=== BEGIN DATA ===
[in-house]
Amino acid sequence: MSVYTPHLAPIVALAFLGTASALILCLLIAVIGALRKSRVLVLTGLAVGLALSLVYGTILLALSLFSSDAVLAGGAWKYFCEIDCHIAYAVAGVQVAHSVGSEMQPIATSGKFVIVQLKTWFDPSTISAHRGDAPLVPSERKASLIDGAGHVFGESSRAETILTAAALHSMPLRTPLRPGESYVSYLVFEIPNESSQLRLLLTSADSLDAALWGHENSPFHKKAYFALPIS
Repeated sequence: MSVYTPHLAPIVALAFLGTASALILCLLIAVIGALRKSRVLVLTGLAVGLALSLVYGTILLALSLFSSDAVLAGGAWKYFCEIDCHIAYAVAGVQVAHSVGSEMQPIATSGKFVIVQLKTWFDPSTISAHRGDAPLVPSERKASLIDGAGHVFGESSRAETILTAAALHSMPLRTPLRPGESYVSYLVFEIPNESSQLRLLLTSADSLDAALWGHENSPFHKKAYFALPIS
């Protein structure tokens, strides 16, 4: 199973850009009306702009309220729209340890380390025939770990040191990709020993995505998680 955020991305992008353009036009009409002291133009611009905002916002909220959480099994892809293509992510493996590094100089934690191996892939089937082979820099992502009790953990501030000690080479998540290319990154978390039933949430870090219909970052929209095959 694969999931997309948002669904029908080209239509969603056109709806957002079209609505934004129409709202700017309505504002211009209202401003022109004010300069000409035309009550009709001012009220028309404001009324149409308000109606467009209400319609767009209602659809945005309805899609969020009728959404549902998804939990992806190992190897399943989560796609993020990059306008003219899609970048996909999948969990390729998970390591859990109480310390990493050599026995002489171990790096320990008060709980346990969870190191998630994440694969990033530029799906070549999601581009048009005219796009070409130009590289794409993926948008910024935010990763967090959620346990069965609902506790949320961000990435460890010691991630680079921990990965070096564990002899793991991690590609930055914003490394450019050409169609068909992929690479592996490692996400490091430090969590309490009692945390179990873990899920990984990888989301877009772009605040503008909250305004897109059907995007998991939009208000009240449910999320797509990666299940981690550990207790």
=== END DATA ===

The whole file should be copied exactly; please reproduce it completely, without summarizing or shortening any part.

[in-house]
Amino acid sequence: MSVYTPHLAPIVALAFLGTASALILCLLIAVIGALRKSRVLVLTGLAVGLALSLVYGTILLALSLFSSDAVLAGGAWKYFCEIDCHIAYAVAGVQVAHSVGSEMQPIATSGKFVIVQLKTWFDPSTISAHRGDAPLVPSERKASLIDGAGHVFGESSRAETILTAAALHSMPLRTPLRPGESYVSYLVFEIPNESSQLRLLLTSADSLDAALWGHENSPFHKKAYFALPIS
Repeated sequence: MSVYTPHLAPIVALAFLGTASALILCLLIAVIGALRKSRVLVLTGLAVGLALSLVYGTILLALSLFSSDAVLAGGAWKYFCEIDCHIAYAVAGVQVAHSVGSEMQPIATSGKFVIVQLKTWFDPSTISAHRGDAPLVPSERKASLIDGAGHVFGESSRAETILTAAALHSMPLRTPLRPGESYVSYLVFEIPNESSQLRLLLTSADSLDAALWGHENSPFHKKAYFALPIS
């Protein structure tokens, strides 16, 4: 199973850009009306702009309220729209340890380390025939770990040191990709020993995505998680 955020991305992008353009036009009409002291133009611009905002916002909220959480099994892809293509992510493996590094100089934690191996892939089937082979820099992502009790953990501030000690080479998540290319990154978390039933949430870090219909970052929209095959 694969999931997309948002669904029908080209239509969603056109709806957002079209609505934004129409709202700017309505504002211009209202401003022109004010300069000409035309009550009709001012009220028309404001009324149409308000109606467009209400319609767009209602659809945005309805899609969020009728959404549902998804939990992806190992190897399943989560796609993020990059306008003219899609970048996909999948969990390729998970390591859990109480310390990493050599026995002489171990790096320990008060709980346990969870190191998630994440694969990033530029799906070549999601581009048009005219796009070409130009590289794409993926948008910024935010990763967090959620346990069965609902506790949320961000990435460890010691991630680079921990990965070096564990002899793991991690590609930055914003490394450019050409169609068909992929690479592996490692996400490091430090969590309490009692945390179990873990899920990984990888989301877009772009605040503008909250305004897109059907995007998991939009208000009240449910999320797509990666299940981690550990207790």